Meet the car set to be another smash-hit for Land Rover: the 2017 Discovery. Replacing the strikingly aged Discovery 4, this new Discovery (there’s no ‘5’ in the name) is an out-with-the-old reinvention.
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It has a fancy new aluminium platform, which cuts almost half a tonne from the kerbweight. There’s more space than ever, and more off-road ability than ever. And most notably, sleek new styling that takes the Discovery into Range Rover territory. There’s a lot to discover.
What is the 2017 Land Rover Discovery?
Land Rover has comprehensively rethought the Discovery because it wants to take on the Audi Q7 and Volvo XC90: something the utilitarian Discovery 4 increasingly was unable to do. Customers want more premium machines in this sector, it says, proven by the big sales lift when the rugged Discovery 3 turned into the posher Discovery 4. This is, by some margin, an acceleration of that process.
So plenty has changed here, then?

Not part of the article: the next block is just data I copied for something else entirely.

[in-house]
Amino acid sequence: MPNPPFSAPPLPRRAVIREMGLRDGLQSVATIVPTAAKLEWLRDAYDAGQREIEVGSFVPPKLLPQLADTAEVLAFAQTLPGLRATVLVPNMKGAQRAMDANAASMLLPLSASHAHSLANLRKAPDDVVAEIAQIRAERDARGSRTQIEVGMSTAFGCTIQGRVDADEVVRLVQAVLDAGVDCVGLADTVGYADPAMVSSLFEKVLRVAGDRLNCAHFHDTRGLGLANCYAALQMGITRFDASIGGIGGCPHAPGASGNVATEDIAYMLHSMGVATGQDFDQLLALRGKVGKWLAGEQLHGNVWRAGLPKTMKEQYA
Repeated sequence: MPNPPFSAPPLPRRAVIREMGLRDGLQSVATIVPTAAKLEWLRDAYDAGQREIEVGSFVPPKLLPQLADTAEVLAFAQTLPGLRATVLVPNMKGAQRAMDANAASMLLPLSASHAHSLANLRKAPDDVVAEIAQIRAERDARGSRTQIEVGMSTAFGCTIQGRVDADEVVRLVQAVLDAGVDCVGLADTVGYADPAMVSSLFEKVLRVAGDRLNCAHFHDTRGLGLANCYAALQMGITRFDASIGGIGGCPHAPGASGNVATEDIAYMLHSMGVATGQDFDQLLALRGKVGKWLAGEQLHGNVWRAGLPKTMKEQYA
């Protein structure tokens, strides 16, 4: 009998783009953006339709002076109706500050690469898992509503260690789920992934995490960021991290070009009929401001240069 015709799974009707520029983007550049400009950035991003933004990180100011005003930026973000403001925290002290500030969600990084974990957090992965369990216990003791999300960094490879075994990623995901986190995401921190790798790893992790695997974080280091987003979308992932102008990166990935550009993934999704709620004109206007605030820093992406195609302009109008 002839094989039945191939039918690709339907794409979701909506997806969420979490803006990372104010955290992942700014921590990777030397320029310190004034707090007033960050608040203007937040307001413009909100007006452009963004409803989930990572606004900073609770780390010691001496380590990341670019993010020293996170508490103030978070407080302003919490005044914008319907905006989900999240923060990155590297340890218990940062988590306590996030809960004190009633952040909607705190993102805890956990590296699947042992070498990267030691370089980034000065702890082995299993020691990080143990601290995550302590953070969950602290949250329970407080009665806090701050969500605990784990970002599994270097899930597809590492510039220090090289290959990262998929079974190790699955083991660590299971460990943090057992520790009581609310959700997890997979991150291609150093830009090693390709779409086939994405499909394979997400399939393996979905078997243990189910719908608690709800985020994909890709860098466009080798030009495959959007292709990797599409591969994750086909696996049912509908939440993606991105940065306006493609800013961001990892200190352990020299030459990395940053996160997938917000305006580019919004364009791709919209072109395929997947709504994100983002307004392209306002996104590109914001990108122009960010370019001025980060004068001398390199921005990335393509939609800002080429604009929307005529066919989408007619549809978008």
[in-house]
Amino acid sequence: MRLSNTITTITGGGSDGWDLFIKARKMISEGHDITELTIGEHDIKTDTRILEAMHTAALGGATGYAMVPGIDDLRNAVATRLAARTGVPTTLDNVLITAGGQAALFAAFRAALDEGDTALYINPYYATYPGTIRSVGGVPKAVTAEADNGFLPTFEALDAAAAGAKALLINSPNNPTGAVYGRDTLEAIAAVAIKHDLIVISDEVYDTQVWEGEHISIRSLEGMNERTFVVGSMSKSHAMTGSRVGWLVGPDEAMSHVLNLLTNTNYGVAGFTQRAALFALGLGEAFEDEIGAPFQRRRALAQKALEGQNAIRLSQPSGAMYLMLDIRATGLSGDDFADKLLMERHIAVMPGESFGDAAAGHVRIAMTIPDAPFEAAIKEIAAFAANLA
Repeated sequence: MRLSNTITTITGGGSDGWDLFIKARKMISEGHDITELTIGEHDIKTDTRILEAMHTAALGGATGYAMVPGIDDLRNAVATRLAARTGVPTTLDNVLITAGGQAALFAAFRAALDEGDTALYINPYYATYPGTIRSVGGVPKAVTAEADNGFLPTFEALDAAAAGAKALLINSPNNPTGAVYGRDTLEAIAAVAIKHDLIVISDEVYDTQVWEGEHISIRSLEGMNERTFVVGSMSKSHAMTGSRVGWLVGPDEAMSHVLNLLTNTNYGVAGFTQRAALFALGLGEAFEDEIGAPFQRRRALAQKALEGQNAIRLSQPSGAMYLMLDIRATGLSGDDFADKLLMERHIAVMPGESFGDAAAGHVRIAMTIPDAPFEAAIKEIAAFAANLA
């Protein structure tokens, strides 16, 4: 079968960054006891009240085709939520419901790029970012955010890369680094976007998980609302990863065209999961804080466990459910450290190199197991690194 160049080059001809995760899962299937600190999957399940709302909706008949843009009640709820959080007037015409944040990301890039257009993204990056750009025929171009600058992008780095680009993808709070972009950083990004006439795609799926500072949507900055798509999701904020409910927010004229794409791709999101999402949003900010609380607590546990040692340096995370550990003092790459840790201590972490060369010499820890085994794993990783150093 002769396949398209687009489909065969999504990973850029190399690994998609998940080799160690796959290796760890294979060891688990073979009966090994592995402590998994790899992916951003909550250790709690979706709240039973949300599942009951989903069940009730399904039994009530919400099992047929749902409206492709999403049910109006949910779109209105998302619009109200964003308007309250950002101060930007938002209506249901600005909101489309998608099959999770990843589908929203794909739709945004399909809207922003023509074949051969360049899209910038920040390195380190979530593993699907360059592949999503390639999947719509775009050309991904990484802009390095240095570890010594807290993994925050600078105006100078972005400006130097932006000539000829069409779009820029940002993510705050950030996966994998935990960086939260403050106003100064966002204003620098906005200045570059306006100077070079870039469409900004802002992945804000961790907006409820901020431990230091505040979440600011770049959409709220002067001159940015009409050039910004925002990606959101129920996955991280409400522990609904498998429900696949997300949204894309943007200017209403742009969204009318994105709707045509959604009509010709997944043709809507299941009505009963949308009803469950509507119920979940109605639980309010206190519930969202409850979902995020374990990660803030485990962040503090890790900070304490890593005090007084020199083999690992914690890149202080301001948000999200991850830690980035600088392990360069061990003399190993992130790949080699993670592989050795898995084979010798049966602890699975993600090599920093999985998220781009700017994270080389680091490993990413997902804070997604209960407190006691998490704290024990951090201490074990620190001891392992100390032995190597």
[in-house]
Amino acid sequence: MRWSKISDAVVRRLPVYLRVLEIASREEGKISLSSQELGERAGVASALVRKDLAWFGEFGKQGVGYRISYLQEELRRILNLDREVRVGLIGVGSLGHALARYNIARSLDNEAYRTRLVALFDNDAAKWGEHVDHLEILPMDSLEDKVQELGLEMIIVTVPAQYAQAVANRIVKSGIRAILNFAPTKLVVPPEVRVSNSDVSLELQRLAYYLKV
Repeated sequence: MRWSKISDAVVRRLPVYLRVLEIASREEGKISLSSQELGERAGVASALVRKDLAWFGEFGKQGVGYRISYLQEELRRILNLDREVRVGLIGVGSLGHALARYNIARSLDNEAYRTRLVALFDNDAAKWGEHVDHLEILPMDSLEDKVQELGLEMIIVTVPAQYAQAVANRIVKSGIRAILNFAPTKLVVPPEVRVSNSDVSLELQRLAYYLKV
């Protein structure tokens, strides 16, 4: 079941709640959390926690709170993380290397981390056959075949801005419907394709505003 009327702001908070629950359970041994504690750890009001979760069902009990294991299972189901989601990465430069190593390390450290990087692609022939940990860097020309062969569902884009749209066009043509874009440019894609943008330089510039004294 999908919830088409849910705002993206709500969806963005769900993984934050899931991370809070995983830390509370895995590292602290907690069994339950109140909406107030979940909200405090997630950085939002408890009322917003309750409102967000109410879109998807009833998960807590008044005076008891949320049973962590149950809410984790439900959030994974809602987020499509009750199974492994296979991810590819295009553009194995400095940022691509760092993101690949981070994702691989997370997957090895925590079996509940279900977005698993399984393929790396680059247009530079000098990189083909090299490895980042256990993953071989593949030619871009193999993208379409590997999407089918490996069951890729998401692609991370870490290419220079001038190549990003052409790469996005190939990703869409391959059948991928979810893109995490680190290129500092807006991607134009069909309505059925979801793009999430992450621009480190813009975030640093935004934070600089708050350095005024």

Sit the new Discovery alongside the old one and they appear several generations apart, not one. Lego-brick look becomes swish and sleek. Your first impressions are not of Discovery, but of Range Rover. Not without basis, either – it’s now based on the same platform as a Range Rover.
What, so it’s basically a Range Rover underneath?
You bet. The same aluminium architecture used by the Range Rover and Range Rover Sport is now employed here. This is 480kg lighter, taking the Disco to just over 2.1 tonnes – 20% less than before. It’s a monocoque design, so should feel much tighter and sharper on road, but Land Rover insists off-road ability has been enhanced, not lost. All it lacks is the expensive anti-roll and dynamic handling tech of a Range Rover. That’s why you buy a Range Rover Sport, it says.
Uh-huh. This sounds like it could be expensive. Have prices rocketed?
This is the interesting bit. In run-out spec, the old Discovery cost from £47,500. Lead-in price for the new one is LOWER – from £43,495. This could be the story of the century, particularly when an Audi Q7 barely scrapes in under £50k. Well, partly. That basic Discovery is now a 2.0-litre turbodiesel; the V6 diesel costs from £50,995, level-pegging a Q7. Even so, this sophisticated new Disco is anything but wildly priced, perhaps explaining why Land Rover already has over 20,000 pre-orders for it.